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Tuesday, October 7, 2014

Making Silver Spring even better

What would YOU like to experience in Downtown Silver Spring?

To discuss this topic, I am pleased to announce that the Montgomery County Planning Department, in partnership with my office and the Silver Spring Regional Center, will be hosting three design workshops focused on "placemaking" strategies for Downtown Silver Spring.


Over the past 10 years, county, state and private investment has transformed Downtown Silver Spring for the better. But there is still work to do. Do you have ideas for how we can make Silver Spring a better place to live? Attend our workshops and put your ideas on the table, hear what others have to say, and get involved!

This process is a new way of using our planning capacity, and I hope that it will succeed and become a model for other parts of the county.

What: WMATA Transit
Center Placemaking

Where: 8787 Georgia Ave
Silver Spring, MD 20910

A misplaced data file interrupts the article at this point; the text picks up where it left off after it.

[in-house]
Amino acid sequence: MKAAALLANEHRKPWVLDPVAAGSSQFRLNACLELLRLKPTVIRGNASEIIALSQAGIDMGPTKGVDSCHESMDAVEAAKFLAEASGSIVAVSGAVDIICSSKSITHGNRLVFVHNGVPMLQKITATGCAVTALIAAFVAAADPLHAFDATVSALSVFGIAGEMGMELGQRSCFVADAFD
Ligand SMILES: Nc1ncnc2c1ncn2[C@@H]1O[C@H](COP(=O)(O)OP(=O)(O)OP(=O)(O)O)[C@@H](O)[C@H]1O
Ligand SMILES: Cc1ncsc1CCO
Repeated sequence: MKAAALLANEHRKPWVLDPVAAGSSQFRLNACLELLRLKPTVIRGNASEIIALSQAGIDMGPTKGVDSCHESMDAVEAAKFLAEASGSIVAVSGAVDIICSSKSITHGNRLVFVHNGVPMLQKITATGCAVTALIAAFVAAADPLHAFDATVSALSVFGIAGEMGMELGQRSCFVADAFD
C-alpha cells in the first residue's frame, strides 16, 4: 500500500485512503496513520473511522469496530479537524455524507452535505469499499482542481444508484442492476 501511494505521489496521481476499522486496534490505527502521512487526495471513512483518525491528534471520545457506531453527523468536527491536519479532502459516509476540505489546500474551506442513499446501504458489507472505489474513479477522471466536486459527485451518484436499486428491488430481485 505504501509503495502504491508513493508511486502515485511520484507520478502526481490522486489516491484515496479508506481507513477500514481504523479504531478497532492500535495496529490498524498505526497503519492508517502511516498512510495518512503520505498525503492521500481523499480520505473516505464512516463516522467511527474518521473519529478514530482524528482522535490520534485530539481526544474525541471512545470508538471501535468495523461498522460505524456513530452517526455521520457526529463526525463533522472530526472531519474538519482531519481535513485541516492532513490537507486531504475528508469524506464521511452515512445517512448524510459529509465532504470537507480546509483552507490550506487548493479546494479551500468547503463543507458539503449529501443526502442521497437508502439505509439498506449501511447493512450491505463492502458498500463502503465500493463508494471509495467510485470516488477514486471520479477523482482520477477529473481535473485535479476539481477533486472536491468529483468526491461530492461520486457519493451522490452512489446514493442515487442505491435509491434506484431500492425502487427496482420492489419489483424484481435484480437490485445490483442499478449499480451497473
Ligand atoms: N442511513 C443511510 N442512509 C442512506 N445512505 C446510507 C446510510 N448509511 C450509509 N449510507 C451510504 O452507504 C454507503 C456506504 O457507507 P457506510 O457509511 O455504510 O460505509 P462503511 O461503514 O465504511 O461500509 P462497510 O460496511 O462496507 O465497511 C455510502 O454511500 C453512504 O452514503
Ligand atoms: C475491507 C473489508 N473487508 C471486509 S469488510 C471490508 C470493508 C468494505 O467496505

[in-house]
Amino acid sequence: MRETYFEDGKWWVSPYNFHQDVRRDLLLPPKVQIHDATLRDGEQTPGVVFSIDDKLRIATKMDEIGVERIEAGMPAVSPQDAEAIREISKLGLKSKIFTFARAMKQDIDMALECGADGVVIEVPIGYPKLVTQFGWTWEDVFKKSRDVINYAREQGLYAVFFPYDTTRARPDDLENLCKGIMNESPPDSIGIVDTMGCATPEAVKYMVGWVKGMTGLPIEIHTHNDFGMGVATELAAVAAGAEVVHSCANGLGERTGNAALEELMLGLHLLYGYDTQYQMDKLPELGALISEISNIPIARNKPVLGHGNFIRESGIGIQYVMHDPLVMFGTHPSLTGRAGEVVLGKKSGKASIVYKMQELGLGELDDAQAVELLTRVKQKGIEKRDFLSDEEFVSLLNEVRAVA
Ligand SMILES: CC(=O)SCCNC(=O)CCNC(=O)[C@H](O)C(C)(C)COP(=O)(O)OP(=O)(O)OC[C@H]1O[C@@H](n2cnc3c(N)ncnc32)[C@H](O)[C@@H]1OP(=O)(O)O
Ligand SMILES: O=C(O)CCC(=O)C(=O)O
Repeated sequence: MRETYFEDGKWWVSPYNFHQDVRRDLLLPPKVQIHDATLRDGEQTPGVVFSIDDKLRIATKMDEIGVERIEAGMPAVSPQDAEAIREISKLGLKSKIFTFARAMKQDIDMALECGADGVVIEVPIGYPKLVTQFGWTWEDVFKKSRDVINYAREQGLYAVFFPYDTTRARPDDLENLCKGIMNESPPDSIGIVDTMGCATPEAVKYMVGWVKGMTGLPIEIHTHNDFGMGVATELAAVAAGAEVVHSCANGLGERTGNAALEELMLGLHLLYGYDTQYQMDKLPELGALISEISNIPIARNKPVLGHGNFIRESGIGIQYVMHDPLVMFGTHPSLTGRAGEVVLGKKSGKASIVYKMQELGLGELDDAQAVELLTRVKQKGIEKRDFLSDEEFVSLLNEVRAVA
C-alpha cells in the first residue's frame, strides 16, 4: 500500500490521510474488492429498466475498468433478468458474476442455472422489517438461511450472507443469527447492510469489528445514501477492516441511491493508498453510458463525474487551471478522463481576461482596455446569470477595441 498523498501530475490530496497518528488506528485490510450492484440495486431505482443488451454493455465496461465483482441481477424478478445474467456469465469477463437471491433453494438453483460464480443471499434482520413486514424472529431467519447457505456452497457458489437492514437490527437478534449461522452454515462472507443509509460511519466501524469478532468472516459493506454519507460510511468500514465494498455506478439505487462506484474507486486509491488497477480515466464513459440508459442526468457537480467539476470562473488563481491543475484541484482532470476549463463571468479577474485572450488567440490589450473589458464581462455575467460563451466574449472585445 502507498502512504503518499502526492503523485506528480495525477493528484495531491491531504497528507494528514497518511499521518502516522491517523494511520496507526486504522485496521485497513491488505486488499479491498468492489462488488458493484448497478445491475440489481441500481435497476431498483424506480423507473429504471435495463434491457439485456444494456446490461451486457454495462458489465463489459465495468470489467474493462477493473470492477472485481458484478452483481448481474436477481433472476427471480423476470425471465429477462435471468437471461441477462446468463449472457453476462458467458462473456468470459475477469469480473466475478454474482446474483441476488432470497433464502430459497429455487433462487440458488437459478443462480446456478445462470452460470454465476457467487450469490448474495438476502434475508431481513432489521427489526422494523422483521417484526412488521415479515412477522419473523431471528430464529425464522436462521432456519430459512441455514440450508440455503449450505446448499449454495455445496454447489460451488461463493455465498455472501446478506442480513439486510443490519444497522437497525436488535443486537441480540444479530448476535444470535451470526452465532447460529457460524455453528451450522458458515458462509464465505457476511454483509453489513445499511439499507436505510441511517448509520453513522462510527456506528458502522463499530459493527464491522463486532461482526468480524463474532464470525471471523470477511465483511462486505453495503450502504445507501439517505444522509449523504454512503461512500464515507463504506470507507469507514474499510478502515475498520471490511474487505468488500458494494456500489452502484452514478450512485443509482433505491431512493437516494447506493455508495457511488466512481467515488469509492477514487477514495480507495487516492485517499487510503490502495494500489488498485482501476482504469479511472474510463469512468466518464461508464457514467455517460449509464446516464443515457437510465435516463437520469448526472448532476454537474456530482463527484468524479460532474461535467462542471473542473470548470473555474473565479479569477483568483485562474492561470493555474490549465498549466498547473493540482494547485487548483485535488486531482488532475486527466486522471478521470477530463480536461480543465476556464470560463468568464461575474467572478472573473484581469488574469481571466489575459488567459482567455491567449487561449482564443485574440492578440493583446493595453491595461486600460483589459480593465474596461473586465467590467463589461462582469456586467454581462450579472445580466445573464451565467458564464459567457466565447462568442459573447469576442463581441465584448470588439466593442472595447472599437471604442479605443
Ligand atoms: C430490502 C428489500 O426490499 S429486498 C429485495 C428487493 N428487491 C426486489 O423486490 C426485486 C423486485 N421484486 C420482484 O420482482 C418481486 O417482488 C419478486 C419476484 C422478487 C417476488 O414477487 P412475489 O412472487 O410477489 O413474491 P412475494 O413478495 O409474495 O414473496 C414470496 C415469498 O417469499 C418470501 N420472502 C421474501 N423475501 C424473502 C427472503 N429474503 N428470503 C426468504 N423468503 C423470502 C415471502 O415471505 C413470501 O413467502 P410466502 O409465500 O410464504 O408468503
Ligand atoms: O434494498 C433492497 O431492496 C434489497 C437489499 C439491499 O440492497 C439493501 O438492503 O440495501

When: Wednesday, October 15,
7:00 PM

RSVP for Workshop A

We have put together the following three workshops:

Workshop A – October 15, 2014 7-9pm, 8787 Georgia Ave, Silver Spring, MD
The session will examine enhancements such as temporary short-term green space and bike facilities as well as improving pedestrian experiences from the Transit Center to Downtown Silver Spring via Wayne Avenue.

Workshop B – October 29, 2014 5-7pm, Denizens Brewing Company
Focus on the community character of the Ripley District and the pedestrian experiences in the area to heighten community identity within the district. Creating a civic green space within the area will also be considered.

Workshop C – November 5, 2014 11am-1pm, TBD